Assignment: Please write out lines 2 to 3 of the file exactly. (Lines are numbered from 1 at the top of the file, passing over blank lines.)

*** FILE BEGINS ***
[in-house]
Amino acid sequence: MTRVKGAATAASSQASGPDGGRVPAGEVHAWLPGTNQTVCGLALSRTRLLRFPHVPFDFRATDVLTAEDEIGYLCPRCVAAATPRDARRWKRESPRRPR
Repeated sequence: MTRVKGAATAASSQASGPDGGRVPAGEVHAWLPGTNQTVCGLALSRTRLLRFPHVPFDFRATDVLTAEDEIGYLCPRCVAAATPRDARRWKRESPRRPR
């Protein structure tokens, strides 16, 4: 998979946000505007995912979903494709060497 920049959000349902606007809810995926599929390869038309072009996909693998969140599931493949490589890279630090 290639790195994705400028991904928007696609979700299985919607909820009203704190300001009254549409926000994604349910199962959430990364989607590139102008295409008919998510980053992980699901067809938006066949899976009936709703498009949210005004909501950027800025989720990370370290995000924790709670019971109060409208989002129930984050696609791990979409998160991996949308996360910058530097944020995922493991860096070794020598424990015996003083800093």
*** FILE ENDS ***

Amino acid sequence: MTRVKGAATAASSQASGPDGGRVPAGEVHAWLPGTNQTVCGLALSRTRLLRFPHVPFDFRATDVLTAEDEIGYLCPRCVAAATPRDARRWKRESPRRPR
Repeated sequence: MTRVKGAATAASSQASGPDGGRVPAGEVHAWLPGTNQTVCGLALSRTRLLRFPHVPFDFRATDVLTAEDEIGYLCPRCVAAATPRDARRWKRESPRRPR